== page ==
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GMAT Prep Question Pack 1 Main Idea Question

This topic has 1 expert reply and 1 member reply
richachampion Legendary Member
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GMAT Prep Question Pack 1 Main Idea Question

Post Tue Jul 25, 2017 9:58 pm
Elapsed Time: 00:00
  • Lap #[LAPCOUNT] ([LAPTIME])
    The modern multinational corporation is described as having originated when the owner-managers of nineteenth-century British firms carrying on international trade were replaced by teams of salaried managers organized into hierarchies. Increases in the volume of transactions in such firms are commonly believed to have necessitated this structural change. Nineteenth-century inventions like the steamship and the telegraph, by facilitating coordination of managerial activities, are described as key factors. Sixteenth- and seventeenth century chartered trading companies, despite the international scope of their activities, are usually considered irrelevant to this discussion: the volume of their transactions is assumed to have been too low and the communications and transport of their day too primitive to make comparisons with modern multinationals interesting.

    In reality, however, early trading companies successfully purchased and outfitted ships, built and operated offices and warehouses, manufactured trade goods for use abroad, maintained trading posts and production facilities overseas, procured goods for import, and sold those goods both at home and in other countries. The large volume of transactions associated with these activities seems to have necessitated hierarchical management structures well before the advent of modern communications and transportation. For example, in the Hudson's Bay Company, each far-flung trading outpost was managed by a salaried agent, who carried out the trade with the Native Americans, managed day-to-day operations, and oversaw the post's workers and servants. One chief agent, answerable to the Court of Directors in London through the correspondence committee, was appointed with control over all of the agents on the bay.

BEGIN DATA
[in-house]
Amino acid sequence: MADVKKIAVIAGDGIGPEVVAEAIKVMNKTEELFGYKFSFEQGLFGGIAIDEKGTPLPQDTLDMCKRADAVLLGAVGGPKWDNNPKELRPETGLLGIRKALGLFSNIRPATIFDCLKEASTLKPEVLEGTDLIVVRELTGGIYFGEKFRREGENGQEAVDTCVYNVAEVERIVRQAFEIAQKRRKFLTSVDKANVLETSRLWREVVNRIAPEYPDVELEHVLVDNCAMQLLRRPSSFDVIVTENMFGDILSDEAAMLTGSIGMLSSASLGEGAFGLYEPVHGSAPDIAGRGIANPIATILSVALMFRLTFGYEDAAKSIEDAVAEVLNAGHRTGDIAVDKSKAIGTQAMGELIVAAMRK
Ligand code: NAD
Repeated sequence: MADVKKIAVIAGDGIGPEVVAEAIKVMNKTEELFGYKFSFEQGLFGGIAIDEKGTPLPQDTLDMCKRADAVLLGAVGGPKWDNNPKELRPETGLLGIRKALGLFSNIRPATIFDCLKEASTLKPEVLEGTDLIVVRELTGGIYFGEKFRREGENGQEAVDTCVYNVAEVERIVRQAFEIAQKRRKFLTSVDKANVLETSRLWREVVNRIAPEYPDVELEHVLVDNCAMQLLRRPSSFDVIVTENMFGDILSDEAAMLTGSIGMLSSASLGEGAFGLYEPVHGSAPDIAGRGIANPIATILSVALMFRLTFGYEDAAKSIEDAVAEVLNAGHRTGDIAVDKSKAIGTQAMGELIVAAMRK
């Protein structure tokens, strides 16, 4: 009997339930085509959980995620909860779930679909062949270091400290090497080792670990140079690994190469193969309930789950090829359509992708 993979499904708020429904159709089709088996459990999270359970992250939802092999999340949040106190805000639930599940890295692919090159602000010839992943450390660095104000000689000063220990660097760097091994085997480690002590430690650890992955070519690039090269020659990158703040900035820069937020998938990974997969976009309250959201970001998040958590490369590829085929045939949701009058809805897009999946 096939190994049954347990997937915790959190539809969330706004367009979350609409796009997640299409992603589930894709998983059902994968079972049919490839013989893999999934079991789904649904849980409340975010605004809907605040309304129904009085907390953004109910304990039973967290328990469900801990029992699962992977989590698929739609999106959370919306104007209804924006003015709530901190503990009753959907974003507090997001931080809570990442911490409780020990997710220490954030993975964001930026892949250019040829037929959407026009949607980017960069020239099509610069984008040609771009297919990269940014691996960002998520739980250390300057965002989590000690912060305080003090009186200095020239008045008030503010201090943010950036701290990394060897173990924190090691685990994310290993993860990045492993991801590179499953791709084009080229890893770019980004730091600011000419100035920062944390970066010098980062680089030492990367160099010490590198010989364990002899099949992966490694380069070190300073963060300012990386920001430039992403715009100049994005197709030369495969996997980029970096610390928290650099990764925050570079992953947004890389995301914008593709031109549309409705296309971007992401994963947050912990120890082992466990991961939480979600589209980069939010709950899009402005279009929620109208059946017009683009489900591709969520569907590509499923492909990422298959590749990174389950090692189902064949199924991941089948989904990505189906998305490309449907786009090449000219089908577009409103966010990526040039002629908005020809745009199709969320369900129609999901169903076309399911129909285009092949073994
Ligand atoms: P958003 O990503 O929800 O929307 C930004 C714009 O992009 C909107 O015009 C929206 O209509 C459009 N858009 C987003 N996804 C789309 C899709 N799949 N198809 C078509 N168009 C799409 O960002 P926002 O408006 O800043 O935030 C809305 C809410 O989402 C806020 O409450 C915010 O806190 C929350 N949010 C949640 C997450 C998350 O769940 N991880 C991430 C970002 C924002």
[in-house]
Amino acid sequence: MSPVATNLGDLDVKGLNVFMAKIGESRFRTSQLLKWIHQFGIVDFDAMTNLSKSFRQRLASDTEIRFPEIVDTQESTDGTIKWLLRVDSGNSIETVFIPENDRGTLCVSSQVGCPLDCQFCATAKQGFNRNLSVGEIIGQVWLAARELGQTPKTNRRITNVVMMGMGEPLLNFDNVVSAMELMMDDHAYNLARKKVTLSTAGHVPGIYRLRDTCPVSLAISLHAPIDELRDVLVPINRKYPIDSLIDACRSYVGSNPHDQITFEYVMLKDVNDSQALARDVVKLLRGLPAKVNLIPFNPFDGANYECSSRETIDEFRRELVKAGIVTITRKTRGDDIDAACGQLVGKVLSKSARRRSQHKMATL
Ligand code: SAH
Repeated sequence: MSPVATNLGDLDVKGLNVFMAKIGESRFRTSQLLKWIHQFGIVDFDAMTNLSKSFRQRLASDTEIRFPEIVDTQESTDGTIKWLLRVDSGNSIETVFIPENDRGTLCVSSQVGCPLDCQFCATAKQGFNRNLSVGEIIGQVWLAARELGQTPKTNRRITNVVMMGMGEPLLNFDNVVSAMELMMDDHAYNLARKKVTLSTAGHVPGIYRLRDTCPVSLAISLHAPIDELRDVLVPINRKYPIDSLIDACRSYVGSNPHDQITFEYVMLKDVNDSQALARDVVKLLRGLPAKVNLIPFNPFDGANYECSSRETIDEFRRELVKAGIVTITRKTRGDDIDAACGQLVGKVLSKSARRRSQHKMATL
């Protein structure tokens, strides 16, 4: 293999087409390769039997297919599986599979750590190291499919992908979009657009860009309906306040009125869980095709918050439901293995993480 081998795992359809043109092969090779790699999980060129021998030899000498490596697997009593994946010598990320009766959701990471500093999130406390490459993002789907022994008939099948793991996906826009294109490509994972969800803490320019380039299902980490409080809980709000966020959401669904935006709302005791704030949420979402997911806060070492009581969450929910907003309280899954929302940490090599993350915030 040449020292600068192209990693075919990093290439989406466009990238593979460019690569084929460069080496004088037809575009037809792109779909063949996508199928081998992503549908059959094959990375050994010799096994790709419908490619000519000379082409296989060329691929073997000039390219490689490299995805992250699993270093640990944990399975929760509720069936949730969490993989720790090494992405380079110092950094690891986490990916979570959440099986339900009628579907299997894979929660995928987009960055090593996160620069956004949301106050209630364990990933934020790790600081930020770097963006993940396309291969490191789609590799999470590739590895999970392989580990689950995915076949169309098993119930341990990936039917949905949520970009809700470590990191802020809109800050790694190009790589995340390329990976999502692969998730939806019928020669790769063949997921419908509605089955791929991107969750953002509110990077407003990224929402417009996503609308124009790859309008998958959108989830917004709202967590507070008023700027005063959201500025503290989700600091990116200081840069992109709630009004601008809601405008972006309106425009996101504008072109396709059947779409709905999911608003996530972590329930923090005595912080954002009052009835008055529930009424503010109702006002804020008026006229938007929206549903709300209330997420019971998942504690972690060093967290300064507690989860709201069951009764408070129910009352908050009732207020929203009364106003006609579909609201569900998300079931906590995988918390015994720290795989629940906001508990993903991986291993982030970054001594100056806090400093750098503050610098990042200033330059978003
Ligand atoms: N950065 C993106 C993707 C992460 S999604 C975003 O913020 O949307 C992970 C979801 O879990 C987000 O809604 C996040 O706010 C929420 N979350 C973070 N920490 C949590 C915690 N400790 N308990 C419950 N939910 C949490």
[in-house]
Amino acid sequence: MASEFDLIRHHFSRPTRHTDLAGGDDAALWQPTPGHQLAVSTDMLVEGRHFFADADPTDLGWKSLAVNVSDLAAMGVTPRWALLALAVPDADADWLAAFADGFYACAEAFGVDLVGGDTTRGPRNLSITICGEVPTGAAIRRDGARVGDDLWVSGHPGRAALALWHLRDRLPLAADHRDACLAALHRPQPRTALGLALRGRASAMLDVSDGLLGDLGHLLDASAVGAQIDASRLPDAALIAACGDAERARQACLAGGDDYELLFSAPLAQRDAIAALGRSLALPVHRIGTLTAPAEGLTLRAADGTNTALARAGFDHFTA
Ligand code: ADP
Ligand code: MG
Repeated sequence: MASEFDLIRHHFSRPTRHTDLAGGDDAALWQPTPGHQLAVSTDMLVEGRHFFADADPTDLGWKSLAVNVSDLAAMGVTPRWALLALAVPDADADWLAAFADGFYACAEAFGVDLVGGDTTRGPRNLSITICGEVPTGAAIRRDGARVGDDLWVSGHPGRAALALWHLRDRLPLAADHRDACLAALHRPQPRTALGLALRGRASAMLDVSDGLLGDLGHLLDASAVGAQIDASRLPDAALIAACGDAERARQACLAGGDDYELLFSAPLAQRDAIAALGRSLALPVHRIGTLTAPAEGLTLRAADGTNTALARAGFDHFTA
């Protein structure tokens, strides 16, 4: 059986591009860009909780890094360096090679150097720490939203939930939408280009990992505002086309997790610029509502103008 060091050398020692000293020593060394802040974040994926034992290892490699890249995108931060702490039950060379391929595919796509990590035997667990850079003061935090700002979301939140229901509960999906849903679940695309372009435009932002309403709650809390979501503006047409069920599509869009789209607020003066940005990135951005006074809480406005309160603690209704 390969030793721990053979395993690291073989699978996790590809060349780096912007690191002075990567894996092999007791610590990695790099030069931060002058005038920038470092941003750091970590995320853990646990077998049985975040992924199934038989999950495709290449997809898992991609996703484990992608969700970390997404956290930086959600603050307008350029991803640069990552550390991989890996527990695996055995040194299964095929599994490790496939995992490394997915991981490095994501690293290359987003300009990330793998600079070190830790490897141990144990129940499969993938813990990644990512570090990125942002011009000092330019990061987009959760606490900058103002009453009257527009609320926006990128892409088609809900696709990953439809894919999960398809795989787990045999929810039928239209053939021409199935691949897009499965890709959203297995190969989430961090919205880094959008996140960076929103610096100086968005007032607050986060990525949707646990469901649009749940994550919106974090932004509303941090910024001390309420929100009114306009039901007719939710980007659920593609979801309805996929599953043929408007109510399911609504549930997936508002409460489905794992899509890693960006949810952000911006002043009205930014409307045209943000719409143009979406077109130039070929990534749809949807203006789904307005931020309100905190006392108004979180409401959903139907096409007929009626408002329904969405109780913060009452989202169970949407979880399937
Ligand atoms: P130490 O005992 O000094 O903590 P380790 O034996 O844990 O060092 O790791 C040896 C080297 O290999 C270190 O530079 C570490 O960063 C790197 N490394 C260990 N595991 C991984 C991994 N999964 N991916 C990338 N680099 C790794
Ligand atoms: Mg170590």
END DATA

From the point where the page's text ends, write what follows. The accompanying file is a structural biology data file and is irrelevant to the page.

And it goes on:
The early trading companies did differ strikingly from modern multinationals in many respects. They depended heavily on the national governments of their home countries and thus characteristically acted abroad to promote national interests. Their top managers were typically owners with a substantial minority share, whereas senior managers' holdings in modern multinationals are usually insignificant. They operated in a pre-industrial world, grafting a system of capitalist international trade onto a pre-modern system of artisan and peasant production. Despite these differences, however, early trading companies organized effectively in remarkably modern ways and merit further study as analogs of more modern structures.

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    Post Wed Aug 02, 2017 10:33 am
    ... it looks like you neglected to post the question itself, and your queries about it.

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    richachampion Legendary Member
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    Post Sat Sep 02, 2017 1:46 am
    I am sorry this is the question:

    1. The author's main point is that

    (A) modern multinationals originated in the sixteenth and seventeenth centuries with the establishment of chartered trading companies
    (B) the success of early chartered trading companies, like that of modern multinationals, depended primarily on their ability to carry out complex operations
    (C) early chartered trading companies should be more seriously considered by scholars studying the origins of modern multinationals
    (D) scholars are quite mistaken concerning the origins of modern multinationals
    (E) the management structures of early chartered trading companies are fundamentally the same as those of modern multinationals

    I posted it a month ago so that I can request you to analyze based on one of your blog where you said when you have little time than thinking Like a lawyer and try eliminating the answers.

    Reference Link

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